ECHR head criticised for visiting Turkey, meeting Erdoğan

(Updates story with lawyer comments in seventh paragraph, HRW in last)

European Court of Human Rights (ECHR) President Robert Spano met with Turkish President Recep Tayyip Erdoğan and other top officials during a visit to Ankara on Thursday, and delivered a speech on the rule of law, drawing criticism from lawyers and rights groups. 

Speaking at the Justice Academy of Turkey, Spano delivered a lecture on the importance of an independent judiciary.

“The rule of law...demands that laws are clear, not vague and open to abuse, that laws are not applied retroactively...and that laws be interpreted and applied by independent and impartial institutions,” said Spano, the first ECHR head to make an official visit to Turkey, according to an ECHR transcript. 

“Those in power cannot therefore control the courts,” he said. “No man or woman is above the law.”

However, Spano stopped short of highlighting the government's treatment of some lawyers, including those on hunger strike in prison demanding fair trials, nor did he mention recent regulations on bar associations many lawyers criticise for undermining judicial independence.

On Aug. 27, lawyer Ebru Timtik died after a 238-day hunger strike following her conviction in 2019 for membership of a terrorist organisation.

“After reading this speech one can but think that Judge Spano does not believe that Turkey has serious human rights and rule of law problems,” said human rights lawyer Kerem Altıparmak on Twitter. “There exist some minor problems but all of them can easily be solved by the training of young judges. Good luck!”

In a February report, the Council of Europe, which oversees the ECHR, called on Turkey to restore judicial independence and stop the practice of targeting human rights defenders, lawyers and journalists. 

The Turkish judiciary displays “unprecedented levels of disregard for even the most basic principles of law, such as presumption of innocence”, the Council of Europe said in the report, which was published in the same week that philanthropist Osman Kavala was arrested within hours of his acquittal for crimes linked to the mid-2013 Gezi protests.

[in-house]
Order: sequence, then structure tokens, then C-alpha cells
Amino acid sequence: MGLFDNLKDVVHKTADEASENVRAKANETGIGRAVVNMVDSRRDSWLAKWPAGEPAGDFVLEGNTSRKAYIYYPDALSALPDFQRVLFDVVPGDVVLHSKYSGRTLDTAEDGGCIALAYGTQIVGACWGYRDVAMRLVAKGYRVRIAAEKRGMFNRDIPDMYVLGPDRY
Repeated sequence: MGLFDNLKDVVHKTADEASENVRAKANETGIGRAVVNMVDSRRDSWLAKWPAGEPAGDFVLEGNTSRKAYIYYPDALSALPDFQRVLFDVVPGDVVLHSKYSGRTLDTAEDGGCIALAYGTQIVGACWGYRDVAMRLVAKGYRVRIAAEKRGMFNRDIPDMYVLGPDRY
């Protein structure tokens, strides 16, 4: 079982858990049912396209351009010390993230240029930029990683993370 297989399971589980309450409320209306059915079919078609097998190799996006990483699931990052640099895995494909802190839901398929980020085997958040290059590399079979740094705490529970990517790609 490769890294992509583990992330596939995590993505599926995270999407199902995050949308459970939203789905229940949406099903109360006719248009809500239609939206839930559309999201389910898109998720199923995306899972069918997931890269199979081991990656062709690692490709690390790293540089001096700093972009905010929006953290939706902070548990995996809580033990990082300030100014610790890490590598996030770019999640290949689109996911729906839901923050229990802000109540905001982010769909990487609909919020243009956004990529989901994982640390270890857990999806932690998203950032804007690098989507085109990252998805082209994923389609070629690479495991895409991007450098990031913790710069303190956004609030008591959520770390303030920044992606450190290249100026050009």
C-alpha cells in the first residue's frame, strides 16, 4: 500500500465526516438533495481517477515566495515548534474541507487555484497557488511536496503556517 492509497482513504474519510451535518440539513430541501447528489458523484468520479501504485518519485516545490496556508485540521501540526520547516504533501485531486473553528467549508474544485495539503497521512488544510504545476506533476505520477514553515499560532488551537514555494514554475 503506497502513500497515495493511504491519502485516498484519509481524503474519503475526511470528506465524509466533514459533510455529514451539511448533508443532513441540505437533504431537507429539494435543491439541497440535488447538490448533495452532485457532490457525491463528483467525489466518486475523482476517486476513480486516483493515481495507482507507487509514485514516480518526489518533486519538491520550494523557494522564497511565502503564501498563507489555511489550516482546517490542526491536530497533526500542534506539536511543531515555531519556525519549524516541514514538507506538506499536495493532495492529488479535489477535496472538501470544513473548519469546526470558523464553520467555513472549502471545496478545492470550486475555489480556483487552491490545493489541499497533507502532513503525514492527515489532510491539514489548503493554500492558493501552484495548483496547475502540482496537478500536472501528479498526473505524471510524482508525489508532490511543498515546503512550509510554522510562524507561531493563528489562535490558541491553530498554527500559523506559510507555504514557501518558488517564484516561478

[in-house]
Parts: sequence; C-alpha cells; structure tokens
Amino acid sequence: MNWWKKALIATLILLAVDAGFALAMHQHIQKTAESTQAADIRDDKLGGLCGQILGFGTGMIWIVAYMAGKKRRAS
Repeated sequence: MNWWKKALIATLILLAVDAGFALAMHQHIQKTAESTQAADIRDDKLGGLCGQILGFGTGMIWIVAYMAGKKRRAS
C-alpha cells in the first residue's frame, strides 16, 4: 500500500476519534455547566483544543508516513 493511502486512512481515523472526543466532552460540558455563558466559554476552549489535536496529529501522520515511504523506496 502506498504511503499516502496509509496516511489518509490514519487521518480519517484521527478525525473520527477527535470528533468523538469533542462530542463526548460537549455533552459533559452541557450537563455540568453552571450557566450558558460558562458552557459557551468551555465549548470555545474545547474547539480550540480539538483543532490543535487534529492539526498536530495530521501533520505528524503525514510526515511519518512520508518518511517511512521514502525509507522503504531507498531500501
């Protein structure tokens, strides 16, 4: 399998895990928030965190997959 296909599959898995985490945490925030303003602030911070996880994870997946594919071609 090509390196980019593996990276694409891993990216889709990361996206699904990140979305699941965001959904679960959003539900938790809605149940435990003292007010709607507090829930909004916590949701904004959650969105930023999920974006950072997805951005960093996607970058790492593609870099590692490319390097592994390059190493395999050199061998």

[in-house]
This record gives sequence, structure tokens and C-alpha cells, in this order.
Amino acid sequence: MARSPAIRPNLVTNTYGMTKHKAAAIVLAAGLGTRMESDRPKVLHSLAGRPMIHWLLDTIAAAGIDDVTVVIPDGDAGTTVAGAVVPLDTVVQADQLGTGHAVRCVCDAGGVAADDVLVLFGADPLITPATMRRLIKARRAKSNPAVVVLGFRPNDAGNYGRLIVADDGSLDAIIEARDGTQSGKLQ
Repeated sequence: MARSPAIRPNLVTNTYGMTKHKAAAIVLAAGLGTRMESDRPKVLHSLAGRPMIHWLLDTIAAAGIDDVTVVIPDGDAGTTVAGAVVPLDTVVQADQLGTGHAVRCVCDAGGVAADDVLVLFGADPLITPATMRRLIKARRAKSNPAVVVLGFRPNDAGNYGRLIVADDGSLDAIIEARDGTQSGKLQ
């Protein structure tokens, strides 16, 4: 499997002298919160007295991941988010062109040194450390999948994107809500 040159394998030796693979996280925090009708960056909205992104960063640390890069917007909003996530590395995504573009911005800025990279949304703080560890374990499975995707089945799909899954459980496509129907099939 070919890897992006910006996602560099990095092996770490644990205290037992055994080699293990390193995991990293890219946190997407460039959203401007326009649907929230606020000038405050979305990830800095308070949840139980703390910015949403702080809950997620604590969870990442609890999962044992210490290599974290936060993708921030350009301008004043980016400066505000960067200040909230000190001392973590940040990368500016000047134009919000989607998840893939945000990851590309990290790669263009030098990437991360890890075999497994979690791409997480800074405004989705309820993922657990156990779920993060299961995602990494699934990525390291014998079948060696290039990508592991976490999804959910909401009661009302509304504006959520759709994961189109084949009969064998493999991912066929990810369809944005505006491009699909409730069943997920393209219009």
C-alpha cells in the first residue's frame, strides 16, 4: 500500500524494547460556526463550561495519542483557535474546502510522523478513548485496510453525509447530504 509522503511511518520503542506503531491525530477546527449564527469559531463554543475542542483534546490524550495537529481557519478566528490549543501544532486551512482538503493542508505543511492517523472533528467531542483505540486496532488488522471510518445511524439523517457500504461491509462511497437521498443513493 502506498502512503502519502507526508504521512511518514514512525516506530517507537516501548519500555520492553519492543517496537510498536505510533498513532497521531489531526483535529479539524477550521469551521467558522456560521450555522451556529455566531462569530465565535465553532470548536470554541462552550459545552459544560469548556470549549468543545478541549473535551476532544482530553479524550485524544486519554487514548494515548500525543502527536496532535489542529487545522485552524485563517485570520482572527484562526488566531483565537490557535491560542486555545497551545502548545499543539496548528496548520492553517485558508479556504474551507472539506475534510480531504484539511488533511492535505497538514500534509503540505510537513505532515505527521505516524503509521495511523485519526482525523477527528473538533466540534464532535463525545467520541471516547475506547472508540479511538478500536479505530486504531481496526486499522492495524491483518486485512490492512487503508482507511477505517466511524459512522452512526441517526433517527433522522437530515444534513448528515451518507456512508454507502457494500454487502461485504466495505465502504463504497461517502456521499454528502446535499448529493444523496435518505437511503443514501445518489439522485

Turkey ranked 109th out of 126 countries in the 2019 World Justice Project Rule of Law Index and has been widely denounced for being one of the world’s leading jailers of journalists, unjustly imprisoning political opponents like Selahattin Demirtaş and detaining tens of thousands of people with questionable links to the 2016 failed coup. 

Spano met with Erdoğan and Justice Minister Abdulhamit Gül at the presidential palace. No statements were released on what was discussed in the 45-minute meeting. 

Some observers saw the visit as giving tacit approval to the perceived crimes of Erdogan’s government.

“A black day in the history of Europe and the ECHR,” political science professor George Mastropavlos said on Twitter. 

Lawyer Veysel Ok, speaking on an Ahval podcast on Thursday, said Spano had not made plans to meet with lawyers, NGOs or other human rights organisations.

"Meeting only one side in Turkey casts a shadow over the impartiality of the judge," said Ok.

Turkey’s KHK legal union on Thursday called on Spano to denounce Turkey’s problematic judiciary and urge the government to release thousands imprisoned unjustly. 

Spano also visited the Turkish parliament and met with the Speaker of the Grand National Assembly Mustafa Şentop. He was expected to receive an honorary doctorate from Istanbul University on Friday.

Emma Sinclar-Webb, Turkey director of Human Rights Watch, said it was “astonishing to think” Spano planned to accept a doctorate from a university that “summarily dismissed scores of academics … in an unlawful way”.

“Think again, Judge Spano,” she said on Twitter.